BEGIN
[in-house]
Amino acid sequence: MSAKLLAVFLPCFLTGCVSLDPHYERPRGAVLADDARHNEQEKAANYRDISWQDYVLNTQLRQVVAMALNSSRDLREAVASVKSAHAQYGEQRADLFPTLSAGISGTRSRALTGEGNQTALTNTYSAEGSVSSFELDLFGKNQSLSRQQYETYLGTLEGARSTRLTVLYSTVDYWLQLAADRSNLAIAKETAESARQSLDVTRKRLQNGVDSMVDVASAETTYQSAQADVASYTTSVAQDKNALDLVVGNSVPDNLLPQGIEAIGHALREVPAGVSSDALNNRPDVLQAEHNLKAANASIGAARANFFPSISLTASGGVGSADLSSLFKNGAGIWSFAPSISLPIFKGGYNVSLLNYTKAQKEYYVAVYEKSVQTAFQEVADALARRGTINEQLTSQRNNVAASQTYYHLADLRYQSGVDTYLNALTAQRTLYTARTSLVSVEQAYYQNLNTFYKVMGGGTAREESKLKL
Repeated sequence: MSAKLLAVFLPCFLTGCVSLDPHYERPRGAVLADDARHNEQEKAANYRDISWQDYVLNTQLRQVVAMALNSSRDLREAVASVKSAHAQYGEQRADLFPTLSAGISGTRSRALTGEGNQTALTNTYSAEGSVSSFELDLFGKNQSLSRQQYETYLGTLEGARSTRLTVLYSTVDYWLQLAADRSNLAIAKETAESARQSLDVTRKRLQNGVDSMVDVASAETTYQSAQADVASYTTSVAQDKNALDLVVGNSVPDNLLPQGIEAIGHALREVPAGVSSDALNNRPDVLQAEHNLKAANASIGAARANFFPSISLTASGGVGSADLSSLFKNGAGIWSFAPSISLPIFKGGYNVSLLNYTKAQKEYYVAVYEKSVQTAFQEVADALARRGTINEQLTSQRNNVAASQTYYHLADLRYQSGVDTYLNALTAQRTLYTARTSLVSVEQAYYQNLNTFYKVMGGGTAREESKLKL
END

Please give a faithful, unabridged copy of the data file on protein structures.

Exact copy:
[in-house]
Amino acid sequence: MSAKLLAVFLPCFLTGCVSLDPHYERPRGAVLADDARHNEQEKAANYRDISWQDYVLNTQLRQVVAMALNSSRDLREAVASVKSAHAQYGEQRADLFPTLSAGISGTRSRALTGEGNQTALTNTYSAEGSVSSFELDLFGKNQSLSRQQYETYLGTLEGARSTRLTVLYSTVDYWLQLAADRSNLAIAKETAESARQSLDVTRKRLQNGVDSMVDVASAETTYQSAQADVASYTTSVAQDKNALDLVVGNSVPDNLLPQGIEAIGHALREVPAGVSSDALNNRPDVLQAEHNLKAANASIGAARANFFPSISLTASGGVGSADLSSLFKNGAGIWSFAPSISLPIFKGGYNVSLLNYTKAQKEYYVAVYEKSVQTAFQEVADALARRGTINEQLTSQRNNVAASQTYYHLADLRYQSGVDTYLNALTAQRTLYTARTSLVSVEQAYYQNLNTFYKVMGGGTAREESKLKL
Repeated sequence: MSAKLLAVFLPCFLTGCVSLDPHYERPRGAVLADDARHNEQEKAANYRDISWQDYVLNTQLRQVVAMALNSSRDLREAVASVKSAHAQYGEQRADLFPTLSAGISGTRSRALTGEGNQTALTNTYSAEGSVSSFELDLFGKNQSLSRQQYETYLGTLEGARSTRLTVLYSTVDYWLQLAADRSNLAIAKETAESARQSLDVTRKRLQNGVDSMVDVASAETTYQSAQADVASYTTSVAQDKNALDLVVGNSVPDNLLPQGIEAIGHALREVPAGVSSDALNNRPDVLQAEHNLKAANASIGAARANFFPSISLTASGGVGSADLSSLFKNGAGIWSFAPSISLPIFKGGYNVSLLNYTKAQKEYYVAVYEKSVQTAFQEVADALARRGTINEQLTSQRNNVAASQTYYHLADLRYQSGVDTYLNALTAQRTLYTARTSLVSVEQAYYQNLNTFYKVMGGGTAREESKLKL